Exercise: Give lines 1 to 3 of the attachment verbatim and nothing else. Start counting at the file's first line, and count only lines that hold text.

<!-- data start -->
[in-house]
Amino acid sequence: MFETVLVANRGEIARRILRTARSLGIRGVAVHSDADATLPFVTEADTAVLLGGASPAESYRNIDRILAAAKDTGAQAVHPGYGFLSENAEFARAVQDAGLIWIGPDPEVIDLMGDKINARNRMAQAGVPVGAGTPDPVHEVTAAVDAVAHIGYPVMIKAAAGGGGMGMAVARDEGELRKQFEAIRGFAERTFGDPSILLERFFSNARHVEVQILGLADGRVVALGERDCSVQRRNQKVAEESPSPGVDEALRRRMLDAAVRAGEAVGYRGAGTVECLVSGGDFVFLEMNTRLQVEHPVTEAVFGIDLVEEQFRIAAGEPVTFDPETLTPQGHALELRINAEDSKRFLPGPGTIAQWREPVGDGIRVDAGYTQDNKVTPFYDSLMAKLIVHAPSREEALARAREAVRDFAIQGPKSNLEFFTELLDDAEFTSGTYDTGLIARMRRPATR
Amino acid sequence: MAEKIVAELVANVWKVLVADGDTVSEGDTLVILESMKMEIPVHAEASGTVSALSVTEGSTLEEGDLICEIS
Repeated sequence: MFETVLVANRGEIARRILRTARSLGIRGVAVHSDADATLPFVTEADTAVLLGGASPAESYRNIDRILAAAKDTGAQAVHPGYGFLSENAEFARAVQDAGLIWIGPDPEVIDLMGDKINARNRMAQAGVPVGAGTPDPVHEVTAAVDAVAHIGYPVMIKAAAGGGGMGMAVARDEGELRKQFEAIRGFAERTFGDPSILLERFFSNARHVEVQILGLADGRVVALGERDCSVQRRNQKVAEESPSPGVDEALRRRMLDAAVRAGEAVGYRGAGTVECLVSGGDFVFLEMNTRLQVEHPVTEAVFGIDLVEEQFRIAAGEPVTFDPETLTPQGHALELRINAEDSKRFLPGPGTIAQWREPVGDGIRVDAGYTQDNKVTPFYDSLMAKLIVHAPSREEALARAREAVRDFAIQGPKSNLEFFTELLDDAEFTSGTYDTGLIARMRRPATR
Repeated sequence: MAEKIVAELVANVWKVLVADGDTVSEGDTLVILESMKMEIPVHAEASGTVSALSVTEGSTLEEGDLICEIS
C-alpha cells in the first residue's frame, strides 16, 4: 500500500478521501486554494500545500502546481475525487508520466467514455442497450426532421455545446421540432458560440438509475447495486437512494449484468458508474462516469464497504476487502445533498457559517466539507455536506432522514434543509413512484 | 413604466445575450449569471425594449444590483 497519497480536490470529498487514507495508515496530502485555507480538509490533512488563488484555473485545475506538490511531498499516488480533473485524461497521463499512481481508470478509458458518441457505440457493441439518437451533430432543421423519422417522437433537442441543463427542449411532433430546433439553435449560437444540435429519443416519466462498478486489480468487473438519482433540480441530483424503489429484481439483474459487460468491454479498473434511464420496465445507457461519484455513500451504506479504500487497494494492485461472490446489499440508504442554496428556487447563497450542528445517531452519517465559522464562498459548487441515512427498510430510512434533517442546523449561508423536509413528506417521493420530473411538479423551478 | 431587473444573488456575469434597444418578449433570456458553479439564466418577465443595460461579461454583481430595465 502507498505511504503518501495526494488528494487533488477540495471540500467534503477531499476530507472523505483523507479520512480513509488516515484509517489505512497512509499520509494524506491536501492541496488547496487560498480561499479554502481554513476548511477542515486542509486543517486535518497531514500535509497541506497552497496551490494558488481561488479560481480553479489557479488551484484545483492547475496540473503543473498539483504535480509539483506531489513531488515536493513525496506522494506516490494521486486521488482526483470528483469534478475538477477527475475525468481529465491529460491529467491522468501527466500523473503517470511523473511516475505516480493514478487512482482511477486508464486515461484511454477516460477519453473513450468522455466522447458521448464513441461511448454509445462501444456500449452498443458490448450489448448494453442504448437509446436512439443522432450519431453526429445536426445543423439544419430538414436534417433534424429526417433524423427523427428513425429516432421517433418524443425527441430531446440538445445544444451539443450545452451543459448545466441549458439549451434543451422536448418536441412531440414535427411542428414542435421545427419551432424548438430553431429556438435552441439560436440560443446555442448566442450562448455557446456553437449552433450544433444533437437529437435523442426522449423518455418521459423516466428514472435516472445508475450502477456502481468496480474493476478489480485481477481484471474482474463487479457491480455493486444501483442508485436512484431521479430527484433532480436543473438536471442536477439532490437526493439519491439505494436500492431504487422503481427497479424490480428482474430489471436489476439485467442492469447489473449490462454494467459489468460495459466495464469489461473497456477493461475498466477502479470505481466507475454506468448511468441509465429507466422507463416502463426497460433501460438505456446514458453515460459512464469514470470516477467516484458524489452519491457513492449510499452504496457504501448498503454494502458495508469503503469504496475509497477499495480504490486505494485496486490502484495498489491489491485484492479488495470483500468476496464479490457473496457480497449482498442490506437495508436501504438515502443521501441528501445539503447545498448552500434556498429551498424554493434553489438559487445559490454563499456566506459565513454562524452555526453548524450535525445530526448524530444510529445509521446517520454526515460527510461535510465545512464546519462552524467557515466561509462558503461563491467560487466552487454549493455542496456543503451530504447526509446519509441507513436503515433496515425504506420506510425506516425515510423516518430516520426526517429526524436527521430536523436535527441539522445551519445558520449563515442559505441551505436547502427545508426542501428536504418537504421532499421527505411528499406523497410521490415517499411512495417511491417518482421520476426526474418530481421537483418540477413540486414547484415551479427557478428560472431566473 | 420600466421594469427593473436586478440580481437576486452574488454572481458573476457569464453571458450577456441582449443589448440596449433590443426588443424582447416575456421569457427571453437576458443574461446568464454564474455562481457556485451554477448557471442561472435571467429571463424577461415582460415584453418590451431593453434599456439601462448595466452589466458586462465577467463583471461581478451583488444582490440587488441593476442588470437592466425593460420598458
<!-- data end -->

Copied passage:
[in-house]
Amino acid sequence: MFETVLVANRGEIARRILRTARSLGIRGVAVHSDADATLPFVTEADTAVLLGGASPAESYRNIDRILAAAKDTGAQAVHPGYGFLSENAEFARAVQDAGLIWIGPDPEVIDLMGDKINARNRMAQAGVPVGAGTPDPVHEVTAAVDAVAHIGYPVMIKAAAGGGGMGMAVARDEGELRKQFEAIRGFAERTFGDPSILLERFFSNARHVEVQILGLADGRVVALGERDCSVQRRNQKVAEESPSPGVDEALRRRMLDAAVRAGEAVGYRGAGTVECLVSGGDFVFLEMNTRLQVEHPVTEAVFGIDLVEEQFRIAAGEPVTFDPETLTPQGHALELRINAEDSKRFLPGPGTIAQWREPVGDGIRVDAGYTQDNKVTPFYDSLMAKLIVHAPSREEALARAREAVRDFAIQGPKSNLEFFTELLDDAEFTSGTYDTGLIARMRRPATR
Amino acid sequence: MAEKIVAELVANVWKVLVADGDTVSEGDTLVILESMKMEIPVHAEASGTVSALSVTEGSTLEEGDLICEIS